This is a rather common question to come up in a large number of undergraduate and post-graduate lectures on the topic of feature journalism and professional writing in general.
In the changing climate of the mass communications industry, does freelancing provide added financial and career benefits? If so, how does a prospective freelancer insure that they take most advantage of these benefits and whether or not these benefits come with certain considerable drawbacks.
This is where we examine the question as a whole while specifically focusing on the serious implications of the benefits and supposed flexibility or freedom that comes with freelancing.© BrainMass Inc. brainmass.com October 25, 2018, 9:55 am ad1c9bdddf
In the mass communications industry, specifically the field of journalism, many students and prospective graduates are confronted with the question of freelancing or seeking the security of a full-time position with a publication. Many arguments can be made about the pros and cons of freelancing and how it compares to a standard full-time role. Freelancers typically enjoy more flexibility and access to a wider array of clients and opportunities, but this does come with a hefty trade-off as the flexibility can also translate to considerable uncertainty with work frequency, thus creating a higher financial risk and benefits insecurity for the individual concerned (Poh, 2012).
It can be argued that freelancers do have the potential to make as much if not more money than their full-time employed counterparts, technically speaking. This is generally considered a very limited scope for a specific sub-set of freelancers, typically the ones who can bring something of distinct demand to their clients along with only selling them the rights to publish the work rather than selling the work itself, which enables a greater potential for royalties and added revenue (Oliver, 2013). Generally ...
When it comes to journalism, one will hear a lot about the rising tide of freelance writers and contributors. As most of the mass communication industry has adopted the model of outsourcing work onto the freelance professional network, a wide range of implications have also come under analytic scrutiny. For all the benefits of flexibility and opportunity that are offered to freelancers, these come with implicit trade-offs by way of income and work instability, lack of employment benefit packages, and even the sense of flexibility translating into precariousness and low work frequency with low income that are rarely a problem for full-time staff writers at most publications. These are very important trade-offs and factors that individuals studying the industry need to understand in order to develop an appreciation of the challenges of freelancing.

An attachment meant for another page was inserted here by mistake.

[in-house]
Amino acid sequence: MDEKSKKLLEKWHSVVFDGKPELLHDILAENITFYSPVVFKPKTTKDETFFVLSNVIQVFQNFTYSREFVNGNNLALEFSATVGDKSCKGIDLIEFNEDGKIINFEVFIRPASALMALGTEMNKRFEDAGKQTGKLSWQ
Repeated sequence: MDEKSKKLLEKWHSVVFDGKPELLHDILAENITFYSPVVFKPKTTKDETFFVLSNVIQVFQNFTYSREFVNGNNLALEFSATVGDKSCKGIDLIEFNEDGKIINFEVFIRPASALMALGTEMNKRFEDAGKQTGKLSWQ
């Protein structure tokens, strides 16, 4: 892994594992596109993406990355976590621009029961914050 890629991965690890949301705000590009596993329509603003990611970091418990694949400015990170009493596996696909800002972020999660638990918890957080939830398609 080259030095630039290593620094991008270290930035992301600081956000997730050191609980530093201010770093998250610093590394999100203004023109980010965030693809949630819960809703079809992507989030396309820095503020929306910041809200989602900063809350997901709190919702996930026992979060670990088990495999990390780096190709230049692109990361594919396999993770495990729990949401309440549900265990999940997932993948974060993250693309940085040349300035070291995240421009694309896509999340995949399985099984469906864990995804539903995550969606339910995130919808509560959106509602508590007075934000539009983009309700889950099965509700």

A brief discussion on the merits of having non-journalism qualifications for specific forms of column/editorial writing.
The discussion briefly outlines the potential pitfall in relying on a purely mass media academic background in order to write features and column pieces on specialised topics. Students are often faced with such choices when entering higher education as not all mass media aspirations involve a desire to go into full-time news journalism -- some individuals prefer the idea of specialising in certain topics and writing about those topics, which can help build a case for favouring other academic qualifications.View Full Posting Details